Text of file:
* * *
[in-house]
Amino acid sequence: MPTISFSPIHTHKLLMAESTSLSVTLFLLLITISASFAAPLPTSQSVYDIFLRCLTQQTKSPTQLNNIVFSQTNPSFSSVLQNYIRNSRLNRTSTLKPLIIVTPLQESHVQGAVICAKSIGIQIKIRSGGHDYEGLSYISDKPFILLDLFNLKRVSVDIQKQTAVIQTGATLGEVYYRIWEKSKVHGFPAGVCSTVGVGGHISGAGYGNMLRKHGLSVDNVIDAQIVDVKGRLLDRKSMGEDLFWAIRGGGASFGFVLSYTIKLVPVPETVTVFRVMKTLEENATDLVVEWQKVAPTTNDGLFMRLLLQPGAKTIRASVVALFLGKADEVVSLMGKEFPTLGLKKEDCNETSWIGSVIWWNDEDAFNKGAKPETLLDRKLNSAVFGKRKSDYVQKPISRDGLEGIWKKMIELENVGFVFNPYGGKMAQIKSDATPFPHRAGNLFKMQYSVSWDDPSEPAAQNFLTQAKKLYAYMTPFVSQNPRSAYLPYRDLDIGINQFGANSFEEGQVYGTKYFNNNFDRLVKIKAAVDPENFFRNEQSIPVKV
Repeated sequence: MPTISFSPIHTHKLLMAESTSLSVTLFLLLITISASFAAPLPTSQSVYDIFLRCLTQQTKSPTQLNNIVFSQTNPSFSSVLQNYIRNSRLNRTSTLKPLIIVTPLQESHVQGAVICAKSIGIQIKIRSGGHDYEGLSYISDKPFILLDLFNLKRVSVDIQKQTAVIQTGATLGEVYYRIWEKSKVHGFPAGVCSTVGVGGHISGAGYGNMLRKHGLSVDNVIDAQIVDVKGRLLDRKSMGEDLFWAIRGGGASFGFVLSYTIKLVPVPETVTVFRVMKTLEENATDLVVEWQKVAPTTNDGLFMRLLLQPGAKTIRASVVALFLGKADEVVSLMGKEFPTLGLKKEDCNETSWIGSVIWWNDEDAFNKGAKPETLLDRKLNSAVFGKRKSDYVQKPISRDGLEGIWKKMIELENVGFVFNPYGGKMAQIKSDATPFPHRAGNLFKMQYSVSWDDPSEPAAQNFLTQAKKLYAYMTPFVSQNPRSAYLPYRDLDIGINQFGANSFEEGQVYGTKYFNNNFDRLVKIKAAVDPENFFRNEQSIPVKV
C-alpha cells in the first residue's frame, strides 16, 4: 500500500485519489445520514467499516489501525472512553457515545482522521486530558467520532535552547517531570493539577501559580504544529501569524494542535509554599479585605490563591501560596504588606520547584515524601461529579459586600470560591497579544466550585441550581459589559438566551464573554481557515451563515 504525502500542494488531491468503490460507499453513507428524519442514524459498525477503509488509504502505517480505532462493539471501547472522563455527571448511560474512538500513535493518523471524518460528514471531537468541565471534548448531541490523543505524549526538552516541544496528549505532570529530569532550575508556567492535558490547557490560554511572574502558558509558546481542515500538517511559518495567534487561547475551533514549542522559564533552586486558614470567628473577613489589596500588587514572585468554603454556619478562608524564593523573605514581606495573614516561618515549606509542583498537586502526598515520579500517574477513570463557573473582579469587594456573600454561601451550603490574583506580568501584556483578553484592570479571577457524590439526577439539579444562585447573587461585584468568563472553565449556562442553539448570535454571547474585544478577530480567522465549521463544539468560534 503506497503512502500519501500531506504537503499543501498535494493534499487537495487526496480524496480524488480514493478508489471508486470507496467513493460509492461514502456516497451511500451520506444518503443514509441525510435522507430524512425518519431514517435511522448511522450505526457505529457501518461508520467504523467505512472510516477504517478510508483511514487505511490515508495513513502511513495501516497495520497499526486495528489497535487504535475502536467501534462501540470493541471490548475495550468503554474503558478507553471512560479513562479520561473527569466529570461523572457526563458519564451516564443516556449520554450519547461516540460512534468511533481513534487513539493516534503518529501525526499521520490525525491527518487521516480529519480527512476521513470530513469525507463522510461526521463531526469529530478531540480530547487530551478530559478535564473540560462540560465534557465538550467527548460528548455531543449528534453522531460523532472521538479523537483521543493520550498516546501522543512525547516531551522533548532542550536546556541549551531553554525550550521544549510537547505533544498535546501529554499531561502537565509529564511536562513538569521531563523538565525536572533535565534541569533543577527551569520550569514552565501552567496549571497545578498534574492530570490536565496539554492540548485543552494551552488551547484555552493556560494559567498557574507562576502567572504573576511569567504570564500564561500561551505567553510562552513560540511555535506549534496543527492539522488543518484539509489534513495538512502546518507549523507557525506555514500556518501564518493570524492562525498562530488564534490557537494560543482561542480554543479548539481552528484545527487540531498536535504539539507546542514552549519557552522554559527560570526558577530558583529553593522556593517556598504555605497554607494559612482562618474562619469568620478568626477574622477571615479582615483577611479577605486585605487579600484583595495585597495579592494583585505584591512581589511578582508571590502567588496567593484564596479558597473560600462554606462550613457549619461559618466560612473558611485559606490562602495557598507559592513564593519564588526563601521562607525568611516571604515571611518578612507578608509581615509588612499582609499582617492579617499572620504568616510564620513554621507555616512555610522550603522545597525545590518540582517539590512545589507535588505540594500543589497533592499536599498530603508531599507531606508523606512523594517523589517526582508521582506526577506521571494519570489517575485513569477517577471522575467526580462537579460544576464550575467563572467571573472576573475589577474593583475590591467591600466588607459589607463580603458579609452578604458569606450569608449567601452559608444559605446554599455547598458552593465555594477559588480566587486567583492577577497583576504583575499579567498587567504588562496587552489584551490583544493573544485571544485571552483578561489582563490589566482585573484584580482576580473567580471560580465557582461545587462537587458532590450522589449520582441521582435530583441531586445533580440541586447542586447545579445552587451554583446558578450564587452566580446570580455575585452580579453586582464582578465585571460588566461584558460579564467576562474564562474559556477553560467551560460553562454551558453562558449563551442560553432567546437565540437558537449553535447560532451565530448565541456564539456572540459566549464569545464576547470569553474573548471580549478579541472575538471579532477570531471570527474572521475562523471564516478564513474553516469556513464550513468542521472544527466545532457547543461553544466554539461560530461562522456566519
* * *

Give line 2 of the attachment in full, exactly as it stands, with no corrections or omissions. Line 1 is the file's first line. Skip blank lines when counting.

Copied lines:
Amino acid sequence: MPTISFSPIHTHKLLMAESTSLSVTLFLLLITISASFAAPLPTSQSVYDIFLRCLTQQTKSPTQLNNIVFSQTNPSFSSVLQNYIRNSRLNRTSTLKPLIIVTPLQESHVQGAVICAKSIGIQIKIRSGGHDYEGLSYISDKPFILLDLFNLKRVSVDIQKQTAVIQTGATLGEVYYRIWEKSKVHGFPAGVCSTVGVGGHISGAGYGNMLRKHGLSVDNVIDAQIVDVKGRLLDRKSMGEDLFWAIRGGGASFGFVLSYTIKLVPVPETVTVFRVMKTLEENATDLVVEWQKVAPTTNDGLFMRLLLQPGAKTIRASVVALFLGKADEVVSLMGKEFPTLGLKKEDCNETSWIGSVIWWNDEDAFNKGAKPETLLDRKLNSAVFGKRKSDYVQKPISRDGLEGIWKKMIELENVGFVFNPYGGKMAQIKSDATPFPHRAGNLFKMQYSVSWDDPSEPAAQNFLTQAKKLYAYMTPFVSQNPRSAYLPYRDLDIGINQFGANSFEEGQVYGTKYFNNNFDRLVKIKAAVDPENFFRNEQSIPVKV